11. What are your plans for revenue diversification in the long term? — It’s great to show a revenue model but even better to show how you might diversify over time. Once competitors come after you your market share might dip. Regulators might take a chunk out of your pie. You need to have a plan to diversify revenue and spread the risk. It also gives investors confidence that there’s multiple paths to revenue growth.

12. How will you drive loyalty and repeat purchase? — part of this comes up front in the proposition but spell out your plans for rewarding loyalty and driving repeat purchases. Are you offering discounts or incentives?


13. How do you plan to scale the business?- articulate your growth plans and break them down by year. Tie milestones and growth numbers together so investors can see how your milestones and activities will drive growth and vice versa.

14. How will your organisation grow and change over time to meet growth demands? — right now there might be three of you but soon enough you’ll have multiple teams working for you. Bring to life what the organisation will look like over the course of 12–18 months.

15. How will you scale without proportionally scaling headcount? — This is especially relevant to customer support but once you scale you can’t afford to just throw humans and money at the problems. You’ll need to show how you intend to use technology to answer customer queries or even to onboard customers. It would be wise to talk here about machine learning, automation and intelligent workflows.

16. What capabilities do you need to focus on to grow? — is it automation, delivery tracking or payment processing? Be clear about the capabilities that are essential to helping you grow.

17. Will you be in need of partnerships and if so what are they and how will you integrate? It’s unlikely you’re going to build your own 100% proprietary back-end payments system. In most cases you’ll partner with a third party. Outline how you intend to manage this process. There will also be some capabilities that aren’t in your wheelhouse. You will want to outsource these so be clear where the dividing lines are and who you intend to collaborate with.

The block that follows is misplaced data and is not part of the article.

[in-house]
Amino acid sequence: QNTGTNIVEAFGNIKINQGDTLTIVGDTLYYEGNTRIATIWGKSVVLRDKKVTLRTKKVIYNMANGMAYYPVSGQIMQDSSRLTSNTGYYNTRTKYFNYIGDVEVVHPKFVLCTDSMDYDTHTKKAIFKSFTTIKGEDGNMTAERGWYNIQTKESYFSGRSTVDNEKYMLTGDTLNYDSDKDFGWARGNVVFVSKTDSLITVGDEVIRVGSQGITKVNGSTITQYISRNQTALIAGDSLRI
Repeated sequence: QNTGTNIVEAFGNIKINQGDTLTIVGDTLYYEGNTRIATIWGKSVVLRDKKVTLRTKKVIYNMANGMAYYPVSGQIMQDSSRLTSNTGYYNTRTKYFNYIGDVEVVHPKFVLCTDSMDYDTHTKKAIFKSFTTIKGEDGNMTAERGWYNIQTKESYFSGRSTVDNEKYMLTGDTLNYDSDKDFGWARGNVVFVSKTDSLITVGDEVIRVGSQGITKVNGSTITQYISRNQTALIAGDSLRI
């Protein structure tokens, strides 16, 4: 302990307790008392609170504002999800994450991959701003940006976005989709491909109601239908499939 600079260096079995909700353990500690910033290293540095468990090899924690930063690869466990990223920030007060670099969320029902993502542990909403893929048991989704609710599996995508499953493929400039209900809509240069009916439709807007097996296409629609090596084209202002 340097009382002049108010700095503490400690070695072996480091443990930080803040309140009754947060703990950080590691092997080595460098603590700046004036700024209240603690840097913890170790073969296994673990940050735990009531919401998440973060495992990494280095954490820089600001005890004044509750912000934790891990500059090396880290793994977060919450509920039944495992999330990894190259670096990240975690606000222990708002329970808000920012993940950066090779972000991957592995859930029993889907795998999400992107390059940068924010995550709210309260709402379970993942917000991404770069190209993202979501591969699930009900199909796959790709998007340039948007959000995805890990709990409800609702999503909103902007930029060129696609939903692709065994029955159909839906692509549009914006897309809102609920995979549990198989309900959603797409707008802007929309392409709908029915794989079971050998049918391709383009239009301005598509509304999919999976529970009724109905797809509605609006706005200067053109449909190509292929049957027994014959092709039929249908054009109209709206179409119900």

18. What does your product, people and process roadmap look like for the next 12–18 months? — you’ll already have an idea as to how your product or service will evolve. Show investors the product, process and people changes you want to realise if you get their money. It’s sometimes wise to show what the roadmap looks with or without investment. That way investors can see where their money is going to be used.

Organisation & Talent

19. What roles / teams do you need to create in the medium to long term? — linked to question 14 but more about specific roles and people you need. Investors aren’t just a source of cash. Many will also have a black book full of skilled specialists who could help accelerate your start up.

And finally

20. What risks have you identified and how do you plan to mitigate? — here they want to know how good you are at identifying and managing risk. They don’t mind a risk taker as long as the risk is qualified and well thought through. Be clear where you see risk and how you intend to manage it.

Of course these questions only represent 20% of the questions we cataloged. Each one outlined above also has follow ups and nuances within them that are worth exploring.

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At Strategy Activist we help clients, including start ups, prepare themselves for a future of growth. To learn more about what we do and how we can help your business visit us at or call us on +44 7786063053.



Paul Roberts

Work in travel tech. A fan of applying disruptive thinking to age old problems. Passions include writing, reading, ski touring and travel. Opinions are mine.